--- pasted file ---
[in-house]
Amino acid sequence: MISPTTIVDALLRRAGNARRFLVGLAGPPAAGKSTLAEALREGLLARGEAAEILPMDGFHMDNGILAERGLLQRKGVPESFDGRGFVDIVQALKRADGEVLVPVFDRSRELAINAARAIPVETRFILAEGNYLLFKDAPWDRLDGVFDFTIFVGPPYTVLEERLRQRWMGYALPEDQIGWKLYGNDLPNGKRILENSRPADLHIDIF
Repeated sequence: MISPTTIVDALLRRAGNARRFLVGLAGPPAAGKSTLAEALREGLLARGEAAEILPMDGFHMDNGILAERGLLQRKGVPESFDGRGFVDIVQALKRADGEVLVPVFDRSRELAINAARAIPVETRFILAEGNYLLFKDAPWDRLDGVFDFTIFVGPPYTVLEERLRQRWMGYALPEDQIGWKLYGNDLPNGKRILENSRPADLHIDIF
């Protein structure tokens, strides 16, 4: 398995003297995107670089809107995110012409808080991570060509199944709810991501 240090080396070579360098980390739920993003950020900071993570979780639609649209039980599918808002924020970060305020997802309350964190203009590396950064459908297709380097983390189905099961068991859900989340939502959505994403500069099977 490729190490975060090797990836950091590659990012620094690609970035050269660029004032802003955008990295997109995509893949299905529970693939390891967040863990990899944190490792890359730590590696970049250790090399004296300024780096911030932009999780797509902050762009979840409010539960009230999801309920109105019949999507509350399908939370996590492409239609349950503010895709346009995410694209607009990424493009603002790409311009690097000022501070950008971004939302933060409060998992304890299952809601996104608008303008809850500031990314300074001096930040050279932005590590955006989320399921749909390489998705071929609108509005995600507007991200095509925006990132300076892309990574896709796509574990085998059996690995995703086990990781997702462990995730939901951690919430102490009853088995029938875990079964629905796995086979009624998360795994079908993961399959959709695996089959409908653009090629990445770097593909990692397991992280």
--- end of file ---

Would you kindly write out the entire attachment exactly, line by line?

[in-house]
Amino acid sequence: MISPTTIVDALLRRAGNARRFLVGLAGPPAAGKSTLAEALREGLLARGEAAEILPMDGFHMDNGILAERGLLQRKGVPESFDGRGFVDIVQALKRADGEVLVPVFDRSRELAINAARAIPVETRFILAEGNYLLFKDAPWDRLDGVFDFTIFVGPPYTVLEERLRQRWMGYALPEDQIGWKLYGNDLPNGKRILENSRPADLHIDIF
Repeated sequence: MISPTTIVDALLRRAGNARRFLVGLAGPPAAGKSTLAEALREGLLARGEAAEILPMDGFHMDNGILAERGLLQRKGVPESFDGRGFVDIVQALKRADGEVLVPVFDRSRELAINAARAIPVETRFILAEGNYLLFKDAPWDRLDGVFDFTIFVGPPYTVLEERLRQRWMGYALPEDQIGWKLYGNDLPNGKRILENSRPADLHIDIF
């Protein structure tokens, strides 16, 4: 398995003297995107670089809107995110012409808080991570060509199944709810991501 240090080396070579360098980390739920993003950020900071993570979780639609649209039980599918808002924020970060305020997802309350964190203009590396950064459908297709380097983390189905099961068991859900989340939502959505994403500069099977 490729190490975060090797990836950091590659990012620094690609970035050269660029004032802003955008990295997109995509893949299905529970693939390891967040863990990899944190490792890359730590590696970049250790090399004296300024780096911030932009999780797509902050762009979840409010539960009230999801309920109105019949999507509350399908939370996590492409239609349950503010895709346009995410694209607009990424493009603002790409311009690097000022501070950008971004939302933060409060998992304890299952809601996104608008303008809850500031990314300074001096930040050279932005590590955006989320399921749909390489998705071929609108509005995600507007991200095509925006990132300076892309990574896709796509574990085998059996690995995703086990990781997702462990995730939901951690919430102490009853088995029938875990079964629905796995086979009624998360795994079908993961399959959709695996089959409908653009090629990445770097593909990692397991992280």